Kinematic analysis and strain
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Kinematic analysis and strain . (Chapter 2, also page 25). Geologic structures are formed by material movement in all scales Kinematic analysis attempts to reconstruct the stages of progressive movement of geological structures

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Kinematic analysis and strain

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Kinematic analysis and strain

Kinematic analysis and strain

(Chapter 2, also page 25)


Kinematic analysis and strain

  • Geologic structures are formed by material movement in all scales

  • Kinematic analysis attempts to reconstruct the stages of progressive movement of geological structures

  • Geological structures do not have built-in stress gauges (no point worrying about the stresses causing the movement)


Kinematic analysis and strain

Total displacement field (page 39) can be divided into:

  • Bulk translation (Displacement of the center of mass)

  • General deformation

    General deformation can be further divided into:

    • Rigid rotation (about a point in the mass)

    • Pure strain (or deformation)

      Pure strain can have two components:

      • Dilation (change in size)

      • Distortion (change in shape)


Strain page 51 61

Strain (page 51-61)

  • Strain =dilation and /or distortion

  • Can be homogeneous or heterogeneous

    Homogeneous strain:

    • Straight lines remain straight

    • Parallel lines remain parallel

    • Can be described mathematically

      Heterogeneous strain can be divided into zones of homogeneous strain for analysis


Strain ellipse or ellipsoid page 54

Strain ellipse (or ellipsoid) page 54

  • Under homogeneous strain, a circle (or sphere) deforms to a perfect ellipse (or ellipsoid)

  • A convenient way of looking at strain

  • Forms when an undeformed circle (or sphere) is homogeneously deformed


Stretch and extension pages 55 68

Stretch and extension pages 55-68

  • Stretch (S) =

  • Extension (e) = = S-1

  • Quadratic elongation (λ) = S2 =(1+e)2


Kinematic analysis and strain

Strain Can be

  • Instantaneous (each increment of deformation. More on this later)

  • Finite (the final deformed shape after adding up all the instantaneous strain)

    Line with maximum finite stretch after deformation = The long axis of the finite strain ellipse

    Line with minimum finite stretch (maximum shortening) after deformation = The short axis of the finite strain ellipse (page 66)


Kinematic analysis and strain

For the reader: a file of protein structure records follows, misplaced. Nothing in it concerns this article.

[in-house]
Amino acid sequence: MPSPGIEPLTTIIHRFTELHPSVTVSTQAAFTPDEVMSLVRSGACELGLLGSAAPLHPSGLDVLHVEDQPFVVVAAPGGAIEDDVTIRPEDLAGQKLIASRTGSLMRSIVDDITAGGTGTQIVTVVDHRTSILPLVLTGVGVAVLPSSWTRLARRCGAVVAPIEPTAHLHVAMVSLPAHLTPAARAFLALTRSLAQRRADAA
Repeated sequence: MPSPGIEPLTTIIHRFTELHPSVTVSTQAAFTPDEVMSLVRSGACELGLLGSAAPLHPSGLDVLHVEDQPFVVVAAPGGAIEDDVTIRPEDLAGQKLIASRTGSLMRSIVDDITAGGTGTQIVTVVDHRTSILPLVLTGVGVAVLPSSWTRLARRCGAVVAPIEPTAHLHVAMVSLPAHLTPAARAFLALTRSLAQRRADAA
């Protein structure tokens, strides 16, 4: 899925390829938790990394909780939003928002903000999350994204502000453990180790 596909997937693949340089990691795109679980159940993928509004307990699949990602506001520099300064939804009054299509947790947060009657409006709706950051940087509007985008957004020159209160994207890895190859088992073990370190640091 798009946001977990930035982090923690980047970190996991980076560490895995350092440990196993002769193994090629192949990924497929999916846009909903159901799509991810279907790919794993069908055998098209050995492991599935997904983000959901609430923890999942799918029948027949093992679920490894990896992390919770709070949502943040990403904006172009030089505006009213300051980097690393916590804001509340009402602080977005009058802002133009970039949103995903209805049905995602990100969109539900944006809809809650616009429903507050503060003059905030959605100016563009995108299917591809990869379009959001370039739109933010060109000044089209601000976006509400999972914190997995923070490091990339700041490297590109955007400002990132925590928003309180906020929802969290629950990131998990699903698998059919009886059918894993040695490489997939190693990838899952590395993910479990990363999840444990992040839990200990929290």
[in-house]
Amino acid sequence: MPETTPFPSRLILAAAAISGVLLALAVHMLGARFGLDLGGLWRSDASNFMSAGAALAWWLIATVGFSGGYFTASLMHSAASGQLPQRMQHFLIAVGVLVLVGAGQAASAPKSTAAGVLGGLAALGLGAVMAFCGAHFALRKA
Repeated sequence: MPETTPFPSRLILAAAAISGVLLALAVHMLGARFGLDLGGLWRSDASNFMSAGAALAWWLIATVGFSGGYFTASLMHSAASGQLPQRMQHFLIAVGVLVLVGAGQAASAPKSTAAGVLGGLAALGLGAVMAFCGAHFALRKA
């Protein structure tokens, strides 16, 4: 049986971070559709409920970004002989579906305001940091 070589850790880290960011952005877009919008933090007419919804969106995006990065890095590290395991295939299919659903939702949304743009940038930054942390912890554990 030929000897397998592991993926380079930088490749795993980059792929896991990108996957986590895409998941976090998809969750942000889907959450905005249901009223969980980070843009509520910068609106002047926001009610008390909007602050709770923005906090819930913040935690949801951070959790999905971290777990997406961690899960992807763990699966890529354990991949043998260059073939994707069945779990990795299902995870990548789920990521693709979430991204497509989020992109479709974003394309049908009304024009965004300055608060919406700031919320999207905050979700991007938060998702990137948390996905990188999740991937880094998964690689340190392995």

Angular shear (ψ) (pages 61-63) = Measures change in angles between lines

  • Find two lines that were initially perpendicular to each other

  • Measure the angle between them after deformation

  • Subtract that angle from 90° (departure from its perpendicular position)

    Sign of ψ indicates which direction the line has rotated (page 61)

    Shear strain γ = tan ψ (page 64)


Fundamental properties of homogeneous strain in 2 d page 70

Fundamental properties of homogeneous strain in 2-D (page 70)

The finite (or principal) strain axes are mutually perpendicular (directions of zero angular shear)

Principal strain axes = Directions of maximum and minimum stretch = Directions of zero shear strain

The strain ellipse Always contain:

  • two lines that do not change length (stretch=0)

  • two directions with maximum shear strain

    Stretch and shear strain values change systematically


Kinematic analysis and strain

In reality, strain is ALWAYS three dimensional (S1>S2>S3, pages 78-79)

When S1xS2xS3≠1, Strain is accompanied by change in overall volume (pages 81-83)

Important: Ramsay’s strain field diagram (page 83, Fig. 2.58)

Special case scenario: Plane strain

When S1>S2=1>S3 (No finite strain along intermediate strain axis)

Implies no volume change


Kinematic analysis and strain

Plane strain can be expressed in 2-D

Two end member cases (pages 84-85)

  • Pure shear

  • Simple shear

    Pure shear

  • Principal strain axes do not rotate in space (no external rotation)

  • Lines within the strain ellipse rotate with respect to the principal strain axes (internal rotation present)

  • This is an example of coaxial strain (pages 83-84), not synonymous with it


  • Kinematic analysis and strain

    Simple shear

    • Principal strain axes rotate in space (external rotation present)

    • All lines except ONE rotate with respect to the principal strain axes (internal rotation present)

    • This is an example of noncoaxial strain (pages 83-84), not synonymous with it

      General shear (a combination of pure and simple shear) is also noncoaxial


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